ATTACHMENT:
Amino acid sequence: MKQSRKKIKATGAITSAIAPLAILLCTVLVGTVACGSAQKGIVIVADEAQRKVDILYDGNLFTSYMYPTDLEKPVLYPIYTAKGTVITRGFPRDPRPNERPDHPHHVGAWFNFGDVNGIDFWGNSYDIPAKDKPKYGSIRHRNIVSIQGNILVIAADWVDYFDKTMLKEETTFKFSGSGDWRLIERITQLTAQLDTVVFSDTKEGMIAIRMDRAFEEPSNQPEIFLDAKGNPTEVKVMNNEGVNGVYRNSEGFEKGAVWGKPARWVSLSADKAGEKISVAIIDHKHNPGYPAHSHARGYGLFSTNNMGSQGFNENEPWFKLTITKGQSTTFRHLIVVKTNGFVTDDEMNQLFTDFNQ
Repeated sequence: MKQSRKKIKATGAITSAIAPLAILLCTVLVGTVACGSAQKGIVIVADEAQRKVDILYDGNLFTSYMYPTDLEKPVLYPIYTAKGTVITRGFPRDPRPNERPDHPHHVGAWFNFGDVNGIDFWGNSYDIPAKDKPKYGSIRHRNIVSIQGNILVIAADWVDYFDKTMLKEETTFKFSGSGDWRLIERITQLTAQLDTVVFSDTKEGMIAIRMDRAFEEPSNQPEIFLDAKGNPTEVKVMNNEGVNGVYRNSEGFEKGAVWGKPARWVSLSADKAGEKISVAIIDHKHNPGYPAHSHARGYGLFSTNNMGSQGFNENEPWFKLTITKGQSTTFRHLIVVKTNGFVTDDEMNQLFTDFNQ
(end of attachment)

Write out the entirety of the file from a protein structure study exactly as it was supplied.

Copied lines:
Amino acid sequence: MKQSRKKIKATGAITSAIAPLAILLCTVLVGTVACGSAQKGIVIVADEAQRKVDILYDGNLFTSYMYPTDLEKPVLYPIYTAKGTVITRGFPRDPRPNERPDHPHHVGAWFNFGDVNGIDFWGNSYDIPAKDKPKYGSIRHRNIVSIQGNILVIAADWVDYFDKTMLKEETTFKFSGSGDWRLIERITQLTAQLDTVVFSDTKEGMIAIRMDRAFEEPSNQPEIFLDAKGNPTEVKVMNNEGVNGVYRNSEGFEKGAVWGKPARWVSLSADKAGEKISVAIIDHKHNPGYPAHSHARGYGLFSTNNMGSQGFNENEPWFKLTITKGQSTTFRHLIVVKTNGFVTDDEMNQLFTDFNQ
Repeated sequence: MKQSRKKIKATGAITSAIAPLAILLCTVLVGTVACGSAQKGIVIVADEAQRKVDILYDGNLFTSYMYPTDLEKPVLYPIYTAKGTVITRGFPRDPRPNERPDHPHHVGAWFNFGDVNGIDFWGNSYDIPAKDKPKYGSIRHRNIVSIQGNILVIAADWVDYFDKTMLKEETTFKFSGSGDWRLIERITQLTAQLDTVVFSDTKEGMIAIRMDRAFEEPSNQPEIFLDAKGNPTEVKVMNNEGVNGVYRNSEGFEKGAVWGKPARWVSLSADKAGEKISVAIIDHKHNPGYPAHSHARGYGLFSTNNMGSQGFNENEPWFKLTITKGQSTTFRHLIVVKTNGFVTDDEMNQLFTDFNQ